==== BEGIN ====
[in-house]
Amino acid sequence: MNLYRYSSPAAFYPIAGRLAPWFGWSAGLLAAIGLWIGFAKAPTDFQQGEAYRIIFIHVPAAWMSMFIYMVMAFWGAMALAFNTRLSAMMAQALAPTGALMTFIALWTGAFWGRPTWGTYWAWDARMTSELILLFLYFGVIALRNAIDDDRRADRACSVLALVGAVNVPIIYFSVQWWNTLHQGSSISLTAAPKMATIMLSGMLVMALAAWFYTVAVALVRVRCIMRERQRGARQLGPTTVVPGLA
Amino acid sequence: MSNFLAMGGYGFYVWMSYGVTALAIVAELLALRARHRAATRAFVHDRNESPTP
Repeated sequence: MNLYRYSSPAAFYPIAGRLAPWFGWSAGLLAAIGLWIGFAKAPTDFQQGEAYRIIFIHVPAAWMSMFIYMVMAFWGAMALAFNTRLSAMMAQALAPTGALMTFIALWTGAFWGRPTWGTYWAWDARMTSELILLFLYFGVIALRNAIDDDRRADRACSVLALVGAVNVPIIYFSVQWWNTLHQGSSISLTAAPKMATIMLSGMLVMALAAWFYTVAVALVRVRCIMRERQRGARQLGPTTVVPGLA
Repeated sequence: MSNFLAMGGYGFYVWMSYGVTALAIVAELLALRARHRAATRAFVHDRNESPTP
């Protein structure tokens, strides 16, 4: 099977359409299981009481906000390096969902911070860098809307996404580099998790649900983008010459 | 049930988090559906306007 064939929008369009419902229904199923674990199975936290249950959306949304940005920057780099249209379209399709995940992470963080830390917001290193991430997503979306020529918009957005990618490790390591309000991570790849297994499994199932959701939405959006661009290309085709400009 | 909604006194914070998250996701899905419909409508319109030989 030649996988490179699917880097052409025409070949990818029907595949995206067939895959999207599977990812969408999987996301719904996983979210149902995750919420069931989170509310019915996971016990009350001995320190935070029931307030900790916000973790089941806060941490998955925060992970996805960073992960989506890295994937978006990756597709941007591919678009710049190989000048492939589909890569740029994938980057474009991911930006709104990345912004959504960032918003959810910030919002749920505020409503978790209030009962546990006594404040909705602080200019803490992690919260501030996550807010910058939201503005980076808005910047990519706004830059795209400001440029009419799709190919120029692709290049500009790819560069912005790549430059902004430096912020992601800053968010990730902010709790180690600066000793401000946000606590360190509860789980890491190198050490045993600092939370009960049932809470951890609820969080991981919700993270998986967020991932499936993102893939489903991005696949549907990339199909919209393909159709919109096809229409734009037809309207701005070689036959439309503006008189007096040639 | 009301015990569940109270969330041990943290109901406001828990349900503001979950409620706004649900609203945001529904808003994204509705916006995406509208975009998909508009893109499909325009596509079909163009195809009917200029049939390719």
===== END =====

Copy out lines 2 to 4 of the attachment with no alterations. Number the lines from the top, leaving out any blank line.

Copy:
Amino acid sequence: MNLYRYSSPAAFYPIAGRLAPWFGWSAGLLAAIGLWIGFAKAPTDFQQGEAYRIIFIHVPAAWMSMFIYMVMAFWGAMALAFNTRLSAMMAQALAPTGALMTFIALWTGAFWGRPTWGTYWAWDARMTSELILLFLYFGVIALRNAIDDDRRADRACSVLALVGAVNVPIIYFSVQWWNTLHQGSSISLTAAPKMATIMLSGMLVMALAAWFYTVAVALVRVRCIMRERQRGARQLGPTTVVPGLA
Amino acid sequence: MSNFLAMGGYGFYVWMSYGVTALAIVAELLALRARHRAATRAFVHDRNESPTP
Repeated sequence: MNLYRYSSPAAFYPIAGRLAPWFGWSAGLLAAIGLWIGFAKAPTDFQQGEAYRIIFIHVPAAWMSMFIYMVMAFWGAMALAFNTRLSAMMAQALAPTGALMTFIALWTGAFWGRPTWGTYWAWDARMTSELILLFLYFGVIALRNAIDDDRRADRACSVLALVGAVNVPIIYFSVQWWNTLHQGSSISLTAAPKMATIMLSGMLVMALAAWFYTVAVALVRVRCIMRERQRGARQLGPTTVVPGLA